These trends are discussed in detail in The Missed Opportunity: Guaranteed Income as an Asset Class, a white paper based on a survey of 248 independent financial advisors in addition to interviews with two academic thought leaders and 11 leading providers of guaranteed income products. The research was conducted by the Aite Group, an independent research firm, and commissioned by NFP Advisor Services Group. It discusses guaranteed income-rather than fixed or variable annuities-to leave room for the introduction of new products.
Your Clients Crave Guarantees
Survey research shows that many Americans would like income guarantees. Almost half-61.5 million-of households said, "I would put most of my assets in an investment providing guaranteed income even if it provides a low return," in a survey conducted for Strategic Business Insight's 2010-2011 MacroMonitor. More than two-thirds of those surveyed-45 million households-held enough wealth to be served by a financial advisor.
This included 5.1 million households in the pre-retired (age 50-64) and retired (age 65+) wealthy (top 5%) and affluent (next 15%) categories.
The pro-guarantee households hold a big chunk of investable assets-$10 trillion. Most of these assets are held by pre-retirees and retirees, the most likely candidates for products promising income guarantees (See Chart: "Households Attracted to a Guaranteed Income Investment").
The bottom line? You're likely to have some of these security-craving households among your clients, and they may be seeking a new financial advisor who can satisfy their craving.
Guaranteed income products aren't cheap, so you may wonder if clients will pay for them. The cost of the guarantee alone typically runs about 100 basis points (1.00%), without factoring in other expenses. Other fees may boost expenses to three percent or more, with surrender fees potentially adding an additional layer of expenses.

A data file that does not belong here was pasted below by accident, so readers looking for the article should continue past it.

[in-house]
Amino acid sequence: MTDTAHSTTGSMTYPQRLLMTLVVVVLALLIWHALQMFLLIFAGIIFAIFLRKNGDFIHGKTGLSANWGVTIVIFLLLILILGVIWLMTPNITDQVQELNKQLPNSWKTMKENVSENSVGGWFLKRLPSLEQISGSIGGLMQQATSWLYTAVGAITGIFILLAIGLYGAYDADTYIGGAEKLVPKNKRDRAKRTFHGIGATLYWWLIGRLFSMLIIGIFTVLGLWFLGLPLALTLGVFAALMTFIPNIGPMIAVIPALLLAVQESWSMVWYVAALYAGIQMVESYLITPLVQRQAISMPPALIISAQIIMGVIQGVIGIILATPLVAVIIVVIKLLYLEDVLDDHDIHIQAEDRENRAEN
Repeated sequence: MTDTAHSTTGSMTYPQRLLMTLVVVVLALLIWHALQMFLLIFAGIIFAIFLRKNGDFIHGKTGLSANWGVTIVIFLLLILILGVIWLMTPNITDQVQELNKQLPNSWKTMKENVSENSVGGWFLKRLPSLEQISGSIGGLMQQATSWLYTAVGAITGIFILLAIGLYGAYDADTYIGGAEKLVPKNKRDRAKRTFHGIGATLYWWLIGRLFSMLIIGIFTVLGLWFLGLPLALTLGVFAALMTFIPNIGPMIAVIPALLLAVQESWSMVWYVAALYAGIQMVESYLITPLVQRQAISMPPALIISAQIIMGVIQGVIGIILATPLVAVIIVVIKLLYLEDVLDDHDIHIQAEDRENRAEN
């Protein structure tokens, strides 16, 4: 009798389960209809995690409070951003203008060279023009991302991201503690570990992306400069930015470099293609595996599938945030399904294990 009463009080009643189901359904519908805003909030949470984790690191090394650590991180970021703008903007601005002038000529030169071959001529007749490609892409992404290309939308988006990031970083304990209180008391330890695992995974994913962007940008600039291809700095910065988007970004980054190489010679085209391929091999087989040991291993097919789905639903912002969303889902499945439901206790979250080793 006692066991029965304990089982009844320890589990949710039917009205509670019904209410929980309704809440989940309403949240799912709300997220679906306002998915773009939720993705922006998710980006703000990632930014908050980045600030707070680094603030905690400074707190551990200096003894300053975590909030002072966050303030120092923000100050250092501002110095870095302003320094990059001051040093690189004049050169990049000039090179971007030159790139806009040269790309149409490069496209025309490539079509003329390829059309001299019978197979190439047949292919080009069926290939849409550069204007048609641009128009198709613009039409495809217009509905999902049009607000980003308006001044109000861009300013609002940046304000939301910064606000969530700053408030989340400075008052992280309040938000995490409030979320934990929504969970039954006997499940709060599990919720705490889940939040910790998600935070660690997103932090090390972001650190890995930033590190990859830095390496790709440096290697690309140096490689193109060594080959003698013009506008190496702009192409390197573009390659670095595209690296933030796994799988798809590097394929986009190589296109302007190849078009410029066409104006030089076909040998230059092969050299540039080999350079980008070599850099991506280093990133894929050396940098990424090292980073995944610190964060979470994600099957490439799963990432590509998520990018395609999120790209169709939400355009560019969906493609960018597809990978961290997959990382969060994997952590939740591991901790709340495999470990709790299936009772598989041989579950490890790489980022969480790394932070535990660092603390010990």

Advisors often cite fees as a reason to avoid the current generation of guaranteed income products. However, consumers "said they were willing to pay between 4% and 6% of assets to guarantee that they wouldn't run out of money in retirement," according to a 2007 survey by Alliance Bernstein. It seems likely that the market downturn of 2008-2009 increased this openness to paying fees to achieve peace of mind.
Despite individuals' enthusiasm for guaranteed income, advisors-especially independent registered investment advisors (RIAs)-aren't sold on these products (See Chart: "Guaranteed Income Solutions Still Face Resistance"). Roughly half (51%) of independent RIAs do not recommend income guarantees to pre-retirees facing longevity risk, according to the Aite Group survey. There are also some holdouts among advisors of independent broker/dealers and insurance broker/dealers.
The gap between individuals' interest in these investments and some advisors' reluctance to use them is striking. This made us wonder if there was objective academic research that advisors should consider as they balance fees and other concerns against the benefits of guaranteed income. We asked Aite Group to examine academic research on the impact of guaranteed income on a portfolio designed for distribution in retirement.
The Academic Case: Higher Returns with Less Risk
Evolving academic research makes a case for incorporating guaranteed income into the portfolios of individuals preparing for retirement. Essentially, it lets retirees live better for longer. This is critical as more Americans face the risk of outliving their assets due to longer lives and volatile markets.
Retirement income increased and income risk decreased when guaranteed income replaced the cash or fixed income allocations. This was the conclusion of "Retirement Portfolio and Variable Annuity with Guaranteed Minimum Withdrawal Benefit," an Ibbotson study for Nationwide Insurance. "Rational Decumulation," a 2007 study by Professors David Babbel and Craig Merrill, found that taking advantage of insurers' economies of scale allowed individuals to gain financial security for retirement using 25 0% less money than would be required for a retirement portfolio not using income annuities. Babbel and Merrill also found that annuitizing a large percentage of wealth helped retirees to provide bequests for heirs, contrary to the conventional wisdom. Further research is necessary to assess the scope of the benefits from reduced payments in today's environment of lower interest rates and more risk-averse issuers of annuities.